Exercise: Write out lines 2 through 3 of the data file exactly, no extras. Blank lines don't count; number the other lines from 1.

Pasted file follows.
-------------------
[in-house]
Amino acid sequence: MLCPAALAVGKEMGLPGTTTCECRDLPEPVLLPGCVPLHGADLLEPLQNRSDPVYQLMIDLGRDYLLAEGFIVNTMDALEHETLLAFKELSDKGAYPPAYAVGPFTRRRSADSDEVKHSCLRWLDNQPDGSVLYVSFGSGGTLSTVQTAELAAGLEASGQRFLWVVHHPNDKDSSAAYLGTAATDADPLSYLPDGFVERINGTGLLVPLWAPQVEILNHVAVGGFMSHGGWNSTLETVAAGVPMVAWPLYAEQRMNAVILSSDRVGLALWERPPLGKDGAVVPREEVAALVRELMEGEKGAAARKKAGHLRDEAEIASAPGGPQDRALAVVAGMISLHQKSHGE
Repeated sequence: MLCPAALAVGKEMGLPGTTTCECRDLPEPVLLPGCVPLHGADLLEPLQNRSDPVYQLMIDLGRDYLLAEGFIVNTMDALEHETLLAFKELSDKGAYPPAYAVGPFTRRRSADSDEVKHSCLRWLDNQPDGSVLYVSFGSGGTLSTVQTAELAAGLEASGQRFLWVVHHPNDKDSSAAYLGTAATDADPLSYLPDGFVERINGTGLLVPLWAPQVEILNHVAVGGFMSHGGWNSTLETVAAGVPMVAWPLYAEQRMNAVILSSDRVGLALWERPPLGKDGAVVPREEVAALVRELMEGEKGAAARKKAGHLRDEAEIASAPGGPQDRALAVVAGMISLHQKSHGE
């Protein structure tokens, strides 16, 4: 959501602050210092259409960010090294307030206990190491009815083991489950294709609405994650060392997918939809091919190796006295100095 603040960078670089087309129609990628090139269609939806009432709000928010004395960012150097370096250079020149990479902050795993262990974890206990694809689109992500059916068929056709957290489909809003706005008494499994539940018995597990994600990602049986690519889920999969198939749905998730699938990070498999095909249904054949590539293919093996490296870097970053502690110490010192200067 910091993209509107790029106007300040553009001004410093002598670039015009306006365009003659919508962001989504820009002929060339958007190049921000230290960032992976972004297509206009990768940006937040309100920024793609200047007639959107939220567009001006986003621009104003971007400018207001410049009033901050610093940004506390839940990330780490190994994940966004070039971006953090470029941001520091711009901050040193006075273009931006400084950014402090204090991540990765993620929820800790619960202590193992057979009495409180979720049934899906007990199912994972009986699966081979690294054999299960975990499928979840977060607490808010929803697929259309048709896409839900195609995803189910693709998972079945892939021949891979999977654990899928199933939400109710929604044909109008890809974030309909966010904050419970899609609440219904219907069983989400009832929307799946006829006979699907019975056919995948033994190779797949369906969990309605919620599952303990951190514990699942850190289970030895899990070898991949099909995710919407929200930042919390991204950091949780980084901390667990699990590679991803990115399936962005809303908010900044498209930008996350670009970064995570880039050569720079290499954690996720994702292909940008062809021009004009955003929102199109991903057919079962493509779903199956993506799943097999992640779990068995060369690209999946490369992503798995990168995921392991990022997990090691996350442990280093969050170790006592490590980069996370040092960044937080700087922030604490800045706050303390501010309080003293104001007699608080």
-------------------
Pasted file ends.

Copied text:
Amino acid sequence: MLCPAALAVGKEMGLPGTTTCECRDLPEPVLLPGCVPLHGADLLEPLQNRSDPVYQLMIDLGRDYLLAEGFIVNTMDALEHETLLAFKELSDKGAYPPAYAVGPFTRRRSADSDEVKHSCLRWLDNQPDGSVLYVSFGSGGTLSTVQTAELAAGLEASGQRFLWVVHHPNDKDSSAAYLGTAATDADPLSYLPDGFVERINGTGLLVPLWAPQVEILNHVAVGGFMSHGGWNSTLETVAAGVPMVAWPLYAEQRMNAVILSSDRVGLALWERPPLGKDGAVVPREEVAALVRELMEGEKGAAARKKAGHLRDEAEIASAPGGPQDRALAVVAGMISLHQKSHGE
Repeated sequence: MLCPAALAVGKEMGLPGTTTCECRDLPEPVLLPGCVPLHGADLLEPLQNRSDPVYQLMIDLGRDYLLAEGFIVNTMDALEHETLLAFKELSDKGAYPPAYAVGPFTRRRSADSDEVKHSCLRWLDNQPDGSVLYVSFGSGGTLSTVQTAELAAGLEASGQRFLWVVHHPNDKDSSAAYLGTAATDADPLSYLPDGFVERINGTGLLVPLWAPQVEILNHVAVGGFMSHGGWNSTLETVAAGVPMVAWPLYAEQRMNAVILSSDRVGLALWERPPLGKDGAVVPREEVAALVRELMEGEKGAAARKKAGHLRDEAEIASAPGGPQDRALAVVAGMISLHQKSHGE